Besides the human stories, there were some remarkable technological achievements. The first earth-moving equipment was brought in on Second World War-vintage landing ships in the 1950s. Two decades later a more radical solution was proposed for the construction of a liquid natural gas plant.
The Sea Pearl was designed to float on a cushion of air; at 750 tons it was the largest hoverbarge in the world. Designed by a British company, Mackace, it was constructed on land near the Mina Zayed and could operate over sea and land.
Sections of the plant could then be built in Abu Dhabi and shipped to the island for assembly. Over water, the Sea Pearl was pulled by ocean-going tugs. On land, a fleet of bulldozers steered the barge to its final destination.
The Sea Pearl was just one solution to the many complexities involved in running an offshore oil operation in the Arabian Gulf. Das, the island itself, was another. Oil from the Umm Shaif field was pumped directly to Das along undersea pipelines, via a "supercomplex", a series of interconnected structures out to sea that controlled the various wellheads.
In the late 1960s, the massive Zakum fields had been discovered south of Das, and as these came on stream, a second supercomplex was built in 1978. By the end of the decade, five more undersea oilfields had been found, placing the island at the heart of the nation's economy.
Along with the oil came substantial quantities of natural gas, which needed to be separated from the oil and carried with it the ever-present risk of a destructive explosion. In the early 1970s, the technology did not exist to store gas, so the landscape of Das was punctuated by burning flares and the atmosphere polluted with a distinctive odour.
In 1973, an agreement was reached with the Toyko Electric Power Company of Japan to build a plant that would enable the gas to be transported in liquid form. Flaring - wasteful and polluting - became a thing of the past, and the country gained another valuable commodity to sell on the global market.
By April 1977, the first shipments of liquefied natural gas were leaving Das. Onshore oil production was even greater than on Das, with oil production centred at Habsham and a deep-water terminal at Jebel Dhanna. By then, Abu Dhabi was producing 1.45 million barrels of oil a day, worth US$7 billion a year in revenue. In just a decade, the income from oil had increased 20-fold.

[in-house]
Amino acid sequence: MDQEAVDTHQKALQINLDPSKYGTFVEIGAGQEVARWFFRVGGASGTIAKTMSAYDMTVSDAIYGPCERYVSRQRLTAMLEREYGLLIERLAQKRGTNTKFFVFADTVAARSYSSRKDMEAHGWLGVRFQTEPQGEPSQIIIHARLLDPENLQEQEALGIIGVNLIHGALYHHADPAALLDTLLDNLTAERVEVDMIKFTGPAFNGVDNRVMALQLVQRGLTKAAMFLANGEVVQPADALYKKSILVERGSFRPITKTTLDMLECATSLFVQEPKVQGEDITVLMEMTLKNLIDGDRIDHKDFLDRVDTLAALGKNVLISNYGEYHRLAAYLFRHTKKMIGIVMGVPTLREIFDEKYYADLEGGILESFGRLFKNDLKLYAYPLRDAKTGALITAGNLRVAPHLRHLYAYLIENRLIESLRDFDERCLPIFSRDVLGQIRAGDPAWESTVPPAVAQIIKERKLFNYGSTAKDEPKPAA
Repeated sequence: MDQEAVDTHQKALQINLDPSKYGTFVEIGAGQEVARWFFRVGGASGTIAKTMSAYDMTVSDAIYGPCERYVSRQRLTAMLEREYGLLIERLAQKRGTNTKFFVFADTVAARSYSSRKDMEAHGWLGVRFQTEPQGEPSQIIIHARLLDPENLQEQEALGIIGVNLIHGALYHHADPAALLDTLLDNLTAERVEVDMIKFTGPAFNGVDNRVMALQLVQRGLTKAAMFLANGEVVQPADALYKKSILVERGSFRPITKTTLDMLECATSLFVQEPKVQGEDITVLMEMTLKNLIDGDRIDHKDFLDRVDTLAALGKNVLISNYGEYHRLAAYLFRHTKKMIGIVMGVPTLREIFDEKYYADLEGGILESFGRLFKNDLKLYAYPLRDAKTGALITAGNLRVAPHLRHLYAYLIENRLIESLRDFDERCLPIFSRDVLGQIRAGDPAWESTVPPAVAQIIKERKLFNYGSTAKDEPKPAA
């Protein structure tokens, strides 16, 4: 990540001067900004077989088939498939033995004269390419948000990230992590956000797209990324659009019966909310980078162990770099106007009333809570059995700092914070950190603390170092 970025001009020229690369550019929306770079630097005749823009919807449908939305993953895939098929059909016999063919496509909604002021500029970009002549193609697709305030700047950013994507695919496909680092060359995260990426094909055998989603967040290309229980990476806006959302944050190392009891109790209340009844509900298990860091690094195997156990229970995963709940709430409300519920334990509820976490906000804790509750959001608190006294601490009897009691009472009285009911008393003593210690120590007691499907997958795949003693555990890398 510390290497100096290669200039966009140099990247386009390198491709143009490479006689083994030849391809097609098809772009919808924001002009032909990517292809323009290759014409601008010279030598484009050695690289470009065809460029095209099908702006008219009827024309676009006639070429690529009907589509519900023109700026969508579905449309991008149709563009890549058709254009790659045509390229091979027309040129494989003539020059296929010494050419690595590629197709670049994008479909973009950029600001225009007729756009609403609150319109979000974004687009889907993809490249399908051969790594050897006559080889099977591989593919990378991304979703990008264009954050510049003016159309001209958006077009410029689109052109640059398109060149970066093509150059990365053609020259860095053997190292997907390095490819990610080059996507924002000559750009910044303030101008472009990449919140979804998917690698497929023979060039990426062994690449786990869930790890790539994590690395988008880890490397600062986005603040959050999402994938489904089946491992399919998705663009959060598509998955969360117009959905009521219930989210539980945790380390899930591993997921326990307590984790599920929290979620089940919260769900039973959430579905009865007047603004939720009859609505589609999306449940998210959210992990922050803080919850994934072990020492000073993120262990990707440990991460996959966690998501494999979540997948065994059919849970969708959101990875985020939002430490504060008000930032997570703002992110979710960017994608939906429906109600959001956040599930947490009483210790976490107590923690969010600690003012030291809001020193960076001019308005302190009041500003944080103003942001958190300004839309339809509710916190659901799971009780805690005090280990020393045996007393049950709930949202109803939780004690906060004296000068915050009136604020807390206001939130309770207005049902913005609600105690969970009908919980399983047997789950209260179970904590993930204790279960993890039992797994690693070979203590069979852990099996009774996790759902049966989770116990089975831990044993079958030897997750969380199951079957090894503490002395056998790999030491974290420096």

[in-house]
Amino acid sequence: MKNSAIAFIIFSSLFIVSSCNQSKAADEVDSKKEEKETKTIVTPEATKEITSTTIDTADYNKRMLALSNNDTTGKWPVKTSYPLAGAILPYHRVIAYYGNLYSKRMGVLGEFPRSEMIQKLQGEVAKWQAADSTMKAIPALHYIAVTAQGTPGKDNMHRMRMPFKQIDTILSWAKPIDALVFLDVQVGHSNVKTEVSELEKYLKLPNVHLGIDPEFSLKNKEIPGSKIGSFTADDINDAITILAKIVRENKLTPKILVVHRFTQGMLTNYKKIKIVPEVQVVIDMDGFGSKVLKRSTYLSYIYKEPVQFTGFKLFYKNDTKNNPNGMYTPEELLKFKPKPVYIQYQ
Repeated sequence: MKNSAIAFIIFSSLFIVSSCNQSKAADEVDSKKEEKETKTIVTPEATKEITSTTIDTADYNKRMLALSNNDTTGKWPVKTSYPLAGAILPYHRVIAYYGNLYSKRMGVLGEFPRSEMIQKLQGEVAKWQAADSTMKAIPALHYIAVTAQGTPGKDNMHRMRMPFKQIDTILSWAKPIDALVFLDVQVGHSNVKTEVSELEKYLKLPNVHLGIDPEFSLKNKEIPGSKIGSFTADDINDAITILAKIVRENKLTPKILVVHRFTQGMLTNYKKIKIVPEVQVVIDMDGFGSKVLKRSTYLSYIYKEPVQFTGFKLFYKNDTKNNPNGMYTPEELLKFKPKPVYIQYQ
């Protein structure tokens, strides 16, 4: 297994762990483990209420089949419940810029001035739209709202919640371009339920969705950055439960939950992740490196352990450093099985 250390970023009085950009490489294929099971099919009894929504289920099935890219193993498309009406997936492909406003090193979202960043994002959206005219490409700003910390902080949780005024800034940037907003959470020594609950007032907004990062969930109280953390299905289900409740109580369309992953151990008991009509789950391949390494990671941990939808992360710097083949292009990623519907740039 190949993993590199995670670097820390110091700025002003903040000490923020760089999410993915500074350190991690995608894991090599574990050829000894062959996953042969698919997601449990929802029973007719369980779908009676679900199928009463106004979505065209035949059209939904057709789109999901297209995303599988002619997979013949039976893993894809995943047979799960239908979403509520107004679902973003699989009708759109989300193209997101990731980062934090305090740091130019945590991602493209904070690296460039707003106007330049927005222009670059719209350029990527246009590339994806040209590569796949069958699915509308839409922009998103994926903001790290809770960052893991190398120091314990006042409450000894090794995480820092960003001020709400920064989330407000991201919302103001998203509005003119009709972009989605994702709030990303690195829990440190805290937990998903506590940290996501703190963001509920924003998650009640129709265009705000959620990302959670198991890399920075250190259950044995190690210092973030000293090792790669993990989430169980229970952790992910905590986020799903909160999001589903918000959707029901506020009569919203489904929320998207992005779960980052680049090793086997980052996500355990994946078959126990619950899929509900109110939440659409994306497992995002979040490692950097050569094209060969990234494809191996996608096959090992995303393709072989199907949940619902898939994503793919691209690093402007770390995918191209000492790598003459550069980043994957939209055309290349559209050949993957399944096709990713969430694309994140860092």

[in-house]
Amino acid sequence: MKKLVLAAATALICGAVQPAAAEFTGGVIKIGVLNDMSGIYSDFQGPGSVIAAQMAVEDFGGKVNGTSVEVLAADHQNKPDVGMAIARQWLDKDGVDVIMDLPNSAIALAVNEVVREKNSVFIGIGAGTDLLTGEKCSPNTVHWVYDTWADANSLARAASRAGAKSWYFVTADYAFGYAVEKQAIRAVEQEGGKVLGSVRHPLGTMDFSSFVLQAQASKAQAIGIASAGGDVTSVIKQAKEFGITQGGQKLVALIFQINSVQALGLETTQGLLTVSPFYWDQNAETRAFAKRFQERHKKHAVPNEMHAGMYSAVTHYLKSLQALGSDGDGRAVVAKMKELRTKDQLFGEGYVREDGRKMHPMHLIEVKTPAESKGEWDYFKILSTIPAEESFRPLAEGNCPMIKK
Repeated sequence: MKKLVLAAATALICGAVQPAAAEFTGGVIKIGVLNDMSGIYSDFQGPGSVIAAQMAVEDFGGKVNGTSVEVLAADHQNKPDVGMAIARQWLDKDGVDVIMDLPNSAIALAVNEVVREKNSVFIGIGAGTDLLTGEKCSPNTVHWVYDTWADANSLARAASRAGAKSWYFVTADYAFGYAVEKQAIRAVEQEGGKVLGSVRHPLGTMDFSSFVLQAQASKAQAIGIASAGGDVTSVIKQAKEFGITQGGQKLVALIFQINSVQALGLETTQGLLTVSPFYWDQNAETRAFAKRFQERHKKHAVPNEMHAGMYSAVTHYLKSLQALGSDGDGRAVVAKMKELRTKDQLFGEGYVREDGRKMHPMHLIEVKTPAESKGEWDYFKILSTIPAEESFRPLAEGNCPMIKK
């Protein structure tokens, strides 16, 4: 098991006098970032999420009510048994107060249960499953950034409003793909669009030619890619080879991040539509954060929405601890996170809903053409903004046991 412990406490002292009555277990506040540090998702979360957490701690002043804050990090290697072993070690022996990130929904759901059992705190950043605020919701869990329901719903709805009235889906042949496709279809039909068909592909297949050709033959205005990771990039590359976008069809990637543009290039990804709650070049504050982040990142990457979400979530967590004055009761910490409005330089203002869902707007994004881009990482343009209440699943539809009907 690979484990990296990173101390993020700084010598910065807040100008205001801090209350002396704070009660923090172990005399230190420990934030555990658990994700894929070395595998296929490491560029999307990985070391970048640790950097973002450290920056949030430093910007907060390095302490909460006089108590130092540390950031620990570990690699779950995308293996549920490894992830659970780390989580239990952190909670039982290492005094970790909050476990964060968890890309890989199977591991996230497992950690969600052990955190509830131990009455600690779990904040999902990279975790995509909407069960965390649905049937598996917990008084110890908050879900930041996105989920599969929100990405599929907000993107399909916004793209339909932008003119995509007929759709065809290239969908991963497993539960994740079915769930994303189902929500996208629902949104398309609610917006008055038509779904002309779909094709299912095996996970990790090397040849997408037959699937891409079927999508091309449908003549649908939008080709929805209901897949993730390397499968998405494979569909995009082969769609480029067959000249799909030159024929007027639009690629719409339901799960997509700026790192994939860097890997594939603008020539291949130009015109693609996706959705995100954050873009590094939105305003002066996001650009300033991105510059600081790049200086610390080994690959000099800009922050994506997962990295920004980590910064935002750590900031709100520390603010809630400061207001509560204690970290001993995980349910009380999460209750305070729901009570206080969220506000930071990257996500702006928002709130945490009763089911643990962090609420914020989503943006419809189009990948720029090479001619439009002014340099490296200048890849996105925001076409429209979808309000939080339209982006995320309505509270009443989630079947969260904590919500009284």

Significant changes in the relationship between the Government of Abu Dhabi and the oil companies were also taking place. Just weeks before the creation of the UAE, in December 1971, the Abu Dhabi National Oil Company (Adnoc) was founded, based first in modest offices above the Algerian Bakery in the old souq, but later in grander surroundings.
The Government did not intend to pursue the policy of wholesale nationalisation of the oil industry that had taken place in other Arab nations, but negotiated a larger 60 per cent stake to be held by Adnoc in both its onshore and offshore operations in 1974.
In 1977, a new national company, to be called Abu Dhabi Marine Operating Company (Adma-Opco) was formed to run the offshore concession, and the following year, a second national company, Abu Dhabi Company for Onshore Oil Operations (Adco), was created for the land operations.
The role of the oil operators in the lives of ordinary people also changed. It was not just the vast sums of money they were able to bring to the exchequer nor that they were major employers. Often the infrastructure they could provide was far ahead of anything the Government could yet manage. In the mid-1970s, Adma set up a medical clinic in Abu Dhabi for its workforce and their families. The clinic, built on land near the current Cultural Foundation, also opened its doors to anyone in need of treatment and became the nucleus of the city's health services.
As significant was the role Adma and Adco played in education. In the early days, the skilled workforce was dominated by expatriates, with much of the local population still barely literate. All that changed in the 1970s. Promising young Emiratis were given scholarships to study overseas and an educational training centre was set up in the city to develop both technical and managerial skills.
Beyond the nation's boundaries, the new Abu Dhabi Fund for Arab Economic Development (ADFAED) extended the bounty from oil to less-fortunate countries. Founded in May 1971, the ADFAED had by 1975 pledged nearly Dh900m on 28 projects in 11 Muslim nations from Yemen and Morocco to Sudan and Bangladesh. Abu Dhabi's oil was bringing fresh water to the farmlands of Jordan, electricity to Egypt and sugar refining to Syria.
As the 1970s gave way to a new decade, the waters of Abu Dhabi were again alive with activity. Once they had been the centre of the pearling banks where thousands of dhows gathered for Al Ghaus Al Kabir - the great dive. Now, deep under those same, long-forgotten oyster beds, the men of Das Island extracted a new treasure of incalculably greater value, raised with great steel islands and towers and sent to the world on a fleet of supertankers.